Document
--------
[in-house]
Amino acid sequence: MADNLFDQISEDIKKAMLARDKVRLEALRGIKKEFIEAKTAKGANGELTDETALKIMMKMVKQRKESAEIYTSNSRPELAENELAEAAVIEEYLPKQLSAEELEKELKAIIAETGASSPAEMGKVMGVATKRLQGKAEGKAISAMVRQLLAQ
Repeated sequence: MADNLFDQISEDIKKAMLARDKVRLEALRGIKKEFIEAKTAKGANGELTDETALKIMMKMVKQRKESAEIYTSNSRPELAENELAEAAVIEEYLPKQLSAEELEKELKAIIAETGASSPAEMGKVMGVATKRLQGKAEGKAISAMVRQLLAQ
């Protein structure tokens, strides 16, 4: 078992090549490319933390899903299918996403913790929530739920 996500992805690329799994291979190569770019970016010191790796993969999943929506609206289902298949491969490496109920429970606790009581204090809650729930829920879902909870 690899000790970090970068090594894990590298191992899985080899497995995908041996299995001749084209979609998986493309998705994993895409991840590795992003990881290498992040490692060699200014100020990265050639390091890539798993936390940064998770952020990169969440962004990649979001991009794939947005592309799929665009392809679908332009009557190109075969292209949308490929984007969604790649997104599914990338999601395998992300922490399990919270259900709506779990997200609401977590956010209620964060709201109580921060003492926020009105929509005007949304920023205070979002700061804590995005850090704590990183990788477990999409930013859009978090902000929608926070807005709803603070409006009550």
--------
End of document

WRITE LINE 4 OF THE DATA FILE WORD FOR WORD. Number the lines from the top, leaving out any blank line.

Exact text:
């Protein structure tokens, strides 16, 4: 078992090549490319933390899903299918996403913790929530739920 996500992805690329799994291979190569770019970016010191790796993969999943929506609206289902298949491969490496109920429970606790009581204090809650729930829920879902909870 690899000790970090970068090594894990590298191992899985080899497995995908041996299995001749084209979609998986493309998705994993895409991840590795992003990881290498992040490692060699200014100020990265050639390091890539798993936390940064998770952020990169969440962004990649979001991009794939947005592309799929665009392809679908332009009557190109075969292209949308490929984007969604790649997104599914990338999601395998992300922490399990919270259900709506779990997200609401977590956010209620964060709201109580921060003492926020009105929509005007949304920023205070979002700061804590995005850090704590990183990788477990999409930013859009978090902000929608926070807005709803603070409006009550």